Objective: Students practice persuasive writing skills through humor as they provide alternative arguments to something that looks down on them from the food chain.
Objective: Pretending there is an election for the Fruit or Vegetable of the Year, students will write speeches for fruits or vegetables trying to be elected. Overview: Students will use voice and try their hand at the mentor text's letter writing techniques as they pen an unusual friendly letter that attempts to persuade. Please, share the resources you find on these pages freely with fellow educators, but please leave any page citations on handouts intact, and please give authorship credit to the cited teachers who created these wonderful lessons and resources.
3rd-12th grade teachers join us to discuss research-based ideas that teach persuasive skills alongside voice skills. First of all, here in Nevada, the state writing test for eleventh graders must be passed by every student planning to graduate, and the prompts given to our juniors can be either expository or persuasive. To promote this theme, each teacher participant receives a complimentary copy of Barry Lane and Gretchen Bernabei's awesome book, Why We Must Run With Scissors: Voice Lessons in Persuasive Writing.
Without the foundation, the persuasive writing your students will do will be flat and uninteresting. We invite them to write and share new mini-lessons on these three foundational topics, and then we challenge them to design larger lessons that make persuasive writing feel real and important to students. True enough, WritingFix provides a plethora of quality lessons that are ready-to-use, and teachers sometimes don't see the point in making something new when so many resources already exist, but we really believe in the importance of every teacher still designing something for themselves. He challenges the workshop's attendees to consciously design a lesson that--at the very least--makes use of five of the seven elements he discusses. Peterman Clothing Catalogue, students create Peterman-style catalogue entries for their own favorite pieces of clothing. After discussing the famous and fluent opening that launches Steinbeck's Of Mice and Men, students impersonate the description by applying Steinbeck's paragraph's style and sentence structures to a different setting, creating one-paragraph setting descriptions that attempt to "paint with words" a setting.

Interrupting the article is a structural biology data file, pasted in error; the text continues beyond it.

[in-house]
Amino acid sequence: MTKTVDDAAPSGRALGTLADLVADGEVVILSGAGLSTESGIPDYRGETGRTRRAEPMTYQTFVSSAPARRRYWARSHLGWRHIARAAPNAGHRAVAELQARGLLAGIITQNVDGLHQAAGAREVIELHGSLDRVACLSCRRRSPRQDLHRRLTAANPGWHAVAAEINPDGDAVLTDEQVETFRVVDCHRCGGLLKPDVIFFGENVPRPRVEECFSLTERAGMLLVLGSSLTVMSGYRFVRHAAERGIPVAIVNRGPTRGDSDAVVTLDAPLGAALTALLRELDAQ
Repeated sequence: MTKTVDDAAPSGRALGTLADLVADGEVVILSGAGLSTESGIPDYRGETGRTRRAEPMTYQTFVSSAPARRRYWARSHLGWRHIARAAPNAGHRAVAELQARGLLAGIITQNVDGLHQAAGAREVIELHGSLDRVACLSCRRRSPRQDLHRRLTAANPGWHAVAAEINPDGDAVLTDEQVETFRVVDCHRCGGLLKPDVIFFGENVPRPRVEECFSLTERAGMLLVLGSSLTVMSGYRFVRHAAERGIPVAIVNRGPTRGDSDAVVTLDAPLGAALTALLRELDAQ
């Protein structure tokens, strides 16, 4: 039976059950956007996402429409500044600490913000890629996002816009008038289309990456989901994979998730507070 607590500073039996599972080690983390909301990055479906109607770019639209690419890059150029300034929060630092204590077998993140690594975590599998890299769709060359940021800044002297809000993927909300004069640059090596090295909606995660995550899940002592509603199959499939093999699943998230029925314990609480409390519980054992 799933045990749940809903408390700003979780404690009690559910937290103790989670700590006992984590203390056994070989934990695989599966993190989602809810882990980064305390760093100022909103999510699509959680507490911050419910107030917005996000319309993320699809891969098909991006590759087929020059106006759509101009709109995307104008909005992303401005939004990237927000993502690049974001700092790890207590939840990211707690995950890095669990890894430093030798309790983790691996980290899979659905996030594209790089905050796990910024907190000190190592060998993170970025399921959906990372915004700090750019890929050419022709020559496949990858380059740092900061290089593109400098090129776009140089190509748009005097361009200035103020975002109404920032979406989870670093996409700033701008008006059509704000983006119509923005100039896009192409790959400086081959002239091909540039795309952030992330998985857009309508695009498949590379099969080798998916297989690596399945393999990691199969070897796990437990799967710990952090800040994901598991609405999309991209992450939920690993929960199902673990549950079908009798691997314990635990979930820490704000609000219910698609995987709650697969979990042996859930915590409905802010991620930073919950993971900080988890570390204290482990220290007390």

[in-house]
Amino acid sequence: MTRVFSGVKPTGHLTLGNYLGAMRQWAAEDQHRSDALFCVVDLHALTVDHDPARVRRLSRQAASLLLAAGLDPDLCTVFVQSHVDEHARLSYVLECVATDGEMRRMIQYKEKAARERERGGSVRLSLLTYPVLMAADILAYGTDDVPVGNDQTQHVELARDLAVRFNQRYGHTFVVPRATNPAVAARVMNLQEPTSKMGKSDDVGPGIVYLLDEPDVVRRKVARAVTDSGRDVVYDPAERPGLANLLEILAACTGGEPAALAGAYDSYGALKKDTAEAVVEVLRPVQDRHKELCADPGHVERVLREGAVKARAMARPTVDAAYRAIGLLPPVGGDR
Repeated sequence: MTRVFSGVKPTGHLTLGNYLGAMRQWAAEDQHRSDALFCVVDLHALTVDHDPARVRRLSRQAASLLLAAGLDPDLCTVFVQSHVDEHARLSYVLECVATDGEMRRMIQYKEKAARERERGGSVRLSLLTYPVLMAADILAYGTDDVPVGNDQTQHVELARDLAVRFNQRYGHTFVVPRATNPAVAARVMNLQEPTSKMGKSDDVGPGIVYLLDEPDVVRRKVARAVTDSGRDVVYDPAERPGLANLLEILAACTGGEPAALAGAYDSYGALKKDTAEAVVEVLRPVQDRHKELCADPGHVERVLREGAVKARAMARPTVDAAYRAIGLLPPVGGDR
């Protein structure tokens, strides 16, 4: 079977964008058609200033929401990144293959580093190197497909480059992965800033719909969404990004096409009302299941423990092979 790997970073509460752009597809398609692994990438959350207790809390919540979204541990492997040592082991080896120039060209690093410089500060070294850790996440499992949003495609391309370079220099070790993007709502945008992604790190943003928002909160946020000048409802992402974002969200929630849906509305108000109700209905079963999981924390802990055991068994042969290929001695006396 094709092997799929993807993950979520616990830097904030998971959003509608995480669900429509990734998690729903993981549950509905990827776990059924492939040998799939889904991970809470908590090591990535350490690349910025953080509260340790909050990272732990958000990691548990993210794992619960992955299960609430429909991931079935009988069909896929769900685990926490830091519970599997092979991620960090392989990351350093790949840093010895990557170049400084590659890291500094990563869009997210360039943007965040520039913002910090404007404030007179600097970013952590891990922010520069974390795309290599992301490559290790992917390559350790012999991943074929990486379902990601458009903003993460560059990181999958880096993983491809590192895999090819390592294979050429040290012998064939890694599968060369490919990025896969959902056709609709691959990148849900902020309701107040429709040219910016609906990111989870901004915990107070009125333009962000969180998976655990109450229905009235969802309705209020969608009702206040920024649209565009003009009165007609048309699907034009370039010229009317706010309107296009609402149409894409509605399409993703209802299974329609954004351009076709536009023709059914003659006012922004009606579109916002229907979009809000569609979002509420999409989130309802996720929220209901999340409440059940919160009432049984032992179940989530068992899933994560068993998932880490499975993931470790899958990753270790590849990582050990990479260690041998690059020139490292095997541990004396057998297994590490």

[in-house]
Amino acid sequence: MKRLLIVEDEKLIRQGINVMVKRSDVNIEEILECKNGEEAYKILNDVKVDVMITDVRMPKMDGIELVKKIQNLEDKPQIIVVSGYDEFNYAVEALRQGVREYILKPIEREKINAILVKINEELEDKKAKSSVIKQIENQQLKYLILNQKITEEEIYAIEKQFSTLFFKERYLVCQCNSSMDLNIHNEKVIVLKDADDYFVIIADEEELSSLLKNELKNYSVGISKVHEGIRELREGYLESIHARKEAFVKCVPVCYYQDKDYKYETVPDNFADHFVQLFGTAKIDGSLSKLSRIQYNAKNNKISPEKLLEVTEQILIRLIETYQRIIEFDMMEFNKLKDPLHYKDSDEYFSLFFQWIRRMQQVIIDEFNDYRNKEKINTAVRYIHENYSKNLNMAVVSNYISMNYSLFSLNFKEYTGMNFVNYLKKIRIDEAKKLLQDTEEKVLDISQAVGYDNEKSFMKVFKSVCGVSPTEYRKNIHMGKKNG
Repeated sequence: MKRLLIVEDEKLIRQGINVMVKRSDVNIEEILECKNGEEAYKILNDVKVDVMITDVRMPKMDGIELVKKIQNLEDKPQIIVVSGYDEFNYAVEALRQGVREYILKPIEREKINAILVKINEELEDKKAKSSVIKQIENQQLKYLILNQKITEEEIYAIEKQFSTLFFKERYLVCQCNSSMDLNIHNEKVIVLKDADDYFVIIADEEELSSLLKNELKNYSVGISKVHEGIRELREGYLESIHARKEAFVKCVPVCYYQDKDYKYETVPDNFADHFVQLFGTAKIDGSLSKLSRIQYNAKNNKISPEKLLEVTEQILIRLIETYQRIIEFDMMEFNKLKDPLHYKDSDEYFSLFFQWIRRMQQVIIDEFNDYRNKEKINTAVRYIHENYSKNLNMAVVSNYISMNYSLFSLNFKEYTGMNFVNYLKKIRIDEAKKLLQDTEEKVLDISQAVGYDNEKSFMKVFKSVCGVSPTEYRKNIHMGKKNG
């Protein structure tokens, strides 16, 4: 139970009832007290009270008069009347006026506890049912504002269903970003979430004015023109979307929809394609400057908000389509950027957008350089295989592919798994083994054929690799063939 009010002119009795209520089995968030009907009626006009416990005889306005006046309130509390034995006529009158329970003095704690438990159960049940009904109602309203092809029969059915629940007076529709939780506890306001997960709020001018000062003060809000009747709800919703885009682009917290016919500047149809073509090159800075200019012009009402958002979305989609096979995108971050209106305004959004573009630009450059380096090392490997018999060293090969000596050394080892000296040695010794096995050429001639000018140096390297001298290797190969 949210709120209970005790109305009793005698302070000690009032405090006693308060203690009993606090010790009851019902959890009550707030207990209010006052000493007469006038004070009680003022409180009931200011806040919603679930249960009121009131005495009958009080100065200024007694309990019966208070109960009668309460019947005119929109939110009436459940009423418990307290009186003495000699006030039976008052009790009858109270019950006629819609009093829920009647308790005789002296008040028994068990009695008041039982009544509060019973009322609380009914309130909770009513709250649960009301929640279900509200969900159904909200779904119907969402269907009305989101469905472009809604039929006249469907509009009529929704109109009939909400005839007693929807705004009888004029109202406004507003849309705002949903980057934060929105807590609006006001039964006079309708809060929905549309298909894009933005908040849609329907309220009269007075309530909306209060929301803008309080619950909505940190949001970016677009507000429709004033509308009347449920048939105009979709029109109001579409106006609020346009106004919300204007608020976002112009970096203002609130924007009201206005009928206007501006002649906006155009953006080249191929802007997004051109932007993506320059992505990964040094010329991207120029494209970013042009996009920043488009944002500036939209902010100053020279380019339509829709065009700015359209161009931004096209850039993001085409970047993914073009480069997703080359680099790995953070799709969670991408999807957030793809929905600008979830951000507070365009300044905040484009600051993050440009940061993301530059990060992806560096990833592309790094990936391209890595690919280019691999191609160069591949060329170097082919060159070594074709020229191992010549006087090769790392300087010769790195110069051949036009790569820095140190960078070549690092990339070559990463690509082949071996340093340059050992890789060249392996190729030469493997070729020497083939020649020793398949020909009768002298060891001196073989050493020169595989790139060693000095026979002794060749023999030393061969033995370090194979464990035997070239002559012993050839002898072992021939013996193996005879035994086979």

When compared to MLK's I Have a Dream Speech, students can have a powerful conversation about the power of repetition when improving voice.
Continuing our analysis of Farley Mowatt's The Snow Walker, we seek out for more stylistic elements (other than repetition and parallelism) from his first chapter of this novel.